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Julie Carrick has a ministry she calls “catechetical artistry.” The professionally-trained singer combines her melodious voice with her catechetical interests to evangelize at concerts, parish missions, workshops, and seminars.
Julie works with her husband Kurt, a fellow musician, for Carrick Ministries Foundation, a non-profit they founded to continue their ministry of using music to help evangelize and catechize.
Though she began performing 18 years ago, it wasn’t until 1999 that Carrick set off on the catechetical track when a proposed record deal asked that she not speak about her Catholicism. Instead of signing, Carrick said she felt led to a “deeper catechetical approach in an artistic manner.” Today, she always mentions the Eucharist in her presentations.
Carrick’s concerts aren’t designed as rock concerts, playing only to huge numbers. The Arizona-based singer travels the world giving concerts and missions in churches of all sizes, using her music as a “tool of the Holy Spirit.”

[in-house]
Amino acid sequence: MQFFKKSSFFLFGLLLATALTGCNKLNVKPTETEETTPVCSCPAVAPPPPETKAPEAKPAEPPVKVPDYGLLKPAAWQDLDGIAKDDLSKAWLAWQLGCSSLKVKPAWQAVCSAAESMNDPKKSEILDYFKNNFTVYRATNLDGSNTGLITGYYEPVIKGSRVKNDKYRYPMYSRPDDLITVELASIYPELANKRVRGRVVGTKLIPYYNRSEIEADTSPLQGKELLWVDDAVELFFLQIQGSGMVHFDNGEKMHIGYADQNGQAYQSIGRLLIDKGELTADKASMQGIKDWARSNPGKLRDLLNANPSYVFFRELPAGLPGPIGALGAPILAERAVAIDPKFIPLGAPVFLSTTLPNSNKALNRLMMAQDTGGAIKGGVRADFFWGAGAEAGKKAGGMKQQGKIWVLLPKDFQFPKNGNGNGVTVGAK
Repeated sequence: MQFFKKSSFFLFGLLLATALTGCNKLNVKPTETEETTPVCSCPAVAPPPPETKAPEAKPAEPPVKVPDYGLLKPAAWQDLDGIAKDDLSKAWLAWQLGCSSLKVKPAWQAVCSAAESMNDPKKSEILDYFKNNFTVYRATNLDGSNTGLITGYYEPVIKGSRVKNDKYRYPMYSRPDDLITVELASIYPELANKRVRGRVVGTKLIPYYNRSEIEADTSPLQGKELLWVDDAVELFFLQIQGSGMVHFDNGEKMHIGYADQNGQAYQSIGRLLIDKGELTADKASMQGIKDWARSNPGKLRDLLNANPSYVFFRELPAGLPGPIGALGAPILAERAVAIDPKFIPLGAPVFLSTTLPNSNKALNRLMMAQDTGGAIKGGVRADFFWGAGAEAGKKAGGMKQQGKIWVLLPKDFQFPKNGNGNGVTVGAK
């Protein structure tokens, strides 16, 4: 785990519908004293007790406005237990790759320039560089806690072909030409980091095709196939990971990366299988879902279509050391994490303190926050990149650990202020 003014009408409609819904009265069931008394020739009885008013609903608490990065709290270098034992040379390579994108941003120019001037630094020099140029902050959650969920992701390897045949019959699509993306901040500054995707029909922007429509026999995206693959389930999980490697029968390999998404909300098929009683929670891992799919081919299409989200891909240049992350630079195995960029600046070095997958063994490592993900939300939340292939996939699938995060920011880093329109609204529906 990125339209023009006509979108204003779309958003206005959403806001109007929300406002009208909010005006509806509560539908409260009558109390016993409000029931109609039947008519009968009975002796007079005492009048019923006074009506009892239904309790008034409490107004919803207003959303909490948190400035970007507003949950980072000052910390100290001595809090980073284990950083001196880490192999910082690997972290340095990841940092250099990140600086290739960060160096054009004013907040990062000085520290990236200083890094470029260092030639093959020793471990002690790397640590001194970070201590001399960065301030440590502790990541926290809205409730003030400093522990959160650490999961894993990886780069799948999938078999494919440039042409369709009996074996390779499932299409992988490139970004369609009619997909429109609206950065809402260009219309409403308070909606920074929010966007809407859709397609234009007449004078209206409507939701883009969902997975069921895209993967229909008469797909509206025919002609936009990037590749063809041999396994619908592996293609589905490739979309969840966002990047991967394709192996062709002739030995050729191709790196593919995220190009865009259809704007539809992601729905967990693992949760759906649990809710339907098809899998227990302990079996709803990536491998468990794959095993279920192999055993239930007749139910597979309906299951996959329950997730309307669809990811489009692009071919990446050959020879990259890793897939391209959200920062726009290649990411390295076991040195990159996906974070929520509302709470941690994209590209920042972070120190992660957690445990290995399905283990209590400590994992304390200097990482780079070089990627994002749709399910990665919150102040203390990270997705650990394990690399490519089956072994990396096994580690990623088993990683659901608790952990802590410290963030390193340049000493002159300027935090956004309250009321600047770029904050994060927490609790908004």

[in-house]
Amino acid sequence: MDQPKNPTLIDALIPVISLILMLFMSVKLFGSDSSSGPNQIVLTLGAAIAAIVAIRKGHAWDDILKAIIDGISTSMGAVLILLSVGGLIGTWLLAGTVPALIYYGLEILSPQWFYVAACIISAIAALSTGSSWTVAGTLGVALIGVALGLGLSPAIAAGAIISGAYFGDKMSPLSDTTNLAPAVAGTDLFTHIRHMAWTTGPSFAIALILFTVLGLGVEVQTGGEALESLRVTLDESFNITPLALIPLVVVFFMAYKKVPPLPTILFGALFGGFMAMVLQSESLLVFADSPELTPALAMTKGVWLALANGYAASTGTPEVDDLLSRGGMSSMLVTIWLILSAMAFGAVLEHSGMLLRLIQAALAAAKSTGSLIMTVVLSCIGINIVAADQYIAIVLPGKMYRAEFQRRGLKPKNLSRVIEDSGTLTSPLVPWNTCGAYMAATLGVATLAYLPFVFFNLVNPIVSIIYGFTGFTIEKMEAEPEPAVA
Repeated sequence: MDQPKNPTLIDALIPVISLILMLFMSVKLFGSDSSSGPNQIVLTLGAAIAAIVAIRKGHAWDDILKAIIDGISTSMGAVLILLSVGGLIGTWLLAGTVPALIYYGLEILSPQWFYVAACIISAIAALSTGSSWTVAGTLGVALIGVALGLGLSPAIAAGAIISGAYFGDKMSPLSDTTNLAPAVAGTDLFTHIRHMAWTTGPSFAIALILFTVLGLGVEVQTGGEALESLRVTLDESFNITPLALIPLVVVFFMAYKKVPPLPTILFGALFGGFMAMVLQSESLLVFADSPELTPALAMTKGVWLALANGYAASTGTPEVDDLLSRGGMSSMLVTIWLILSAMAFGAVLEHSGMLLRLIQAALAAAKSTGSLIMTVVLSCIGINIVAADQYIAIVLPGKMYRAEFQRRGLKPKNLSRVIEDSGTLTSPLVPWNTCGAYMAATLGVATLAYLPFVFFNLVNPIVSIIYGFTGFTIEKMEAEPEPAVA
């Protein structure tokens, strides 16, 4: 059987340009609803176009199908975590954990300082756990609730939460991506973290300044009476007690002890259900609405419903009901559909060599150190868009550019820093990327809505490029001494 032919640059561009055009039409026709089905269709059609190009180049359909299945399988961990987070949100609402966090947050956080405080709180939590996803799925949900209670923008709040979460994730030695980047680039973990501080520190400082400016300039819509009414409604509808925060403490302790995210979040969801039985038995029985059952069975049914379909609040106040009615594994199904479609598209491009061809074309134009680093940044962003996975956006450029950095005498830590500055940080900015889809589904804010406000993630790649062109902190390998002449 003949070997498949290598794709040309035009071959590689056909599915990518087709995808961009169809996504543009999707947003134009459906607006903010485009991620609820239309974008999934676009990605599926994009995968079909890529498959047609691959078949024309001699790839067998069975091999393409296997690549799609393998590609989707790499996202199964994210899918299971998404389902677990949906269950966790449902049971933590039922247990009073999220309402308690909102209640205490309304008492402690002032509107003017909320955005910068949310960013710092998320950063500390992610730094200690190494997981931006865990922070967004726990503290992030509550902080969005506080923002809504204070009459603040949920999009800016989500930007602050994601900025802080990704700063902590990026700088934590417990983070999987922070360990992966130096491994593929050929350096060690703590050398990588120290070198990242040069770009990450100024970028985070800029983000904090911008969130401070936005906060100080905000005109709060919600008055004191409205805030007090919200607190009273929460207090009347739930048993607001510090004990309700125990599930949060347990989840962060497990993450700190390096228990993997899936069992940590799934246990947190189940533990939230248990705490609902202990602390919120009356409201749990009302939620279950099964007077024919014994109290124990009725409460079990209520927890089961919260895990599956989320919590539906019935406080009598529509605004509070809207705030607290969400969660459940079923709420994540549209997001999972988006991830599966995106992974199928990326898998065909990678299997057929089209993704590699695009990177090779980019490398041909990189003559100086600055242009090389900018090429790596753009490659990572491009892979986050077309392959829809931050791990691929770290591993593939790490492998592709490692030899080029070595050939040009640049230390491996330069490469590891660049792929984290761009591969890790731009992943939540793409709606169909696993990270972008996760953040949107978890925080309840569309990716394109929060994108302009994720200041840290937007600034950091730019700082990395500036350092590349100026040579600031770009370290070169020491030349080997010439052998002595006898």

Each of the events Carrick offers has an overarching theme. For example, “Living Our Catholic Creed,” features music, personal stories, and wisdom from St. Teresa of Avila to share how people can live the Creed in daily life. One of her favorite topics, “An Evening with Mary and the Apostles,” includes traditional and contemporary Marian songs interspersed with sharing that encourages being a witness for the faith as Mary and the Apostles were.
Carrick and her husband Kurt
perform at a concert.
Carrick also weaves her personal story with her faith. Carrick’s performance, “In the Waiting,” draws on her fight with lung cancer five years ago. Through her experience, Carrick said she learned how to find purpose and even joy in suffering. “In the Waiting” focuses on the theme of healing, and is dedicated to those touched by cancer and other serious illnesses.
Carrick travels about one-third of the year hosting events. When asked about her favorite moments, she shared that in Italy at the World Sings of Mary event, she experienced a powerful moment when she hit the high note in the song “Faith of God,” and everyone in the arena stood up with their hands lifted in praise.
Another favorite moment happened in a small town in Indiana. The Carricks arrived at the little church packed with a standing-room only crowd, with “such an energy in that room.” After the evening’s event, a couple from the crowd said they were inspired to start their own artful expression, with her needlepoint and his welding of religious statues.
Carrick is currently developing a theme of grace for a performance event inspired by St. Paul and the Suscipe (“Take, Lord, Receive”) prayer of St. Ignatius Loyola. Learn more at the Carricks’ website.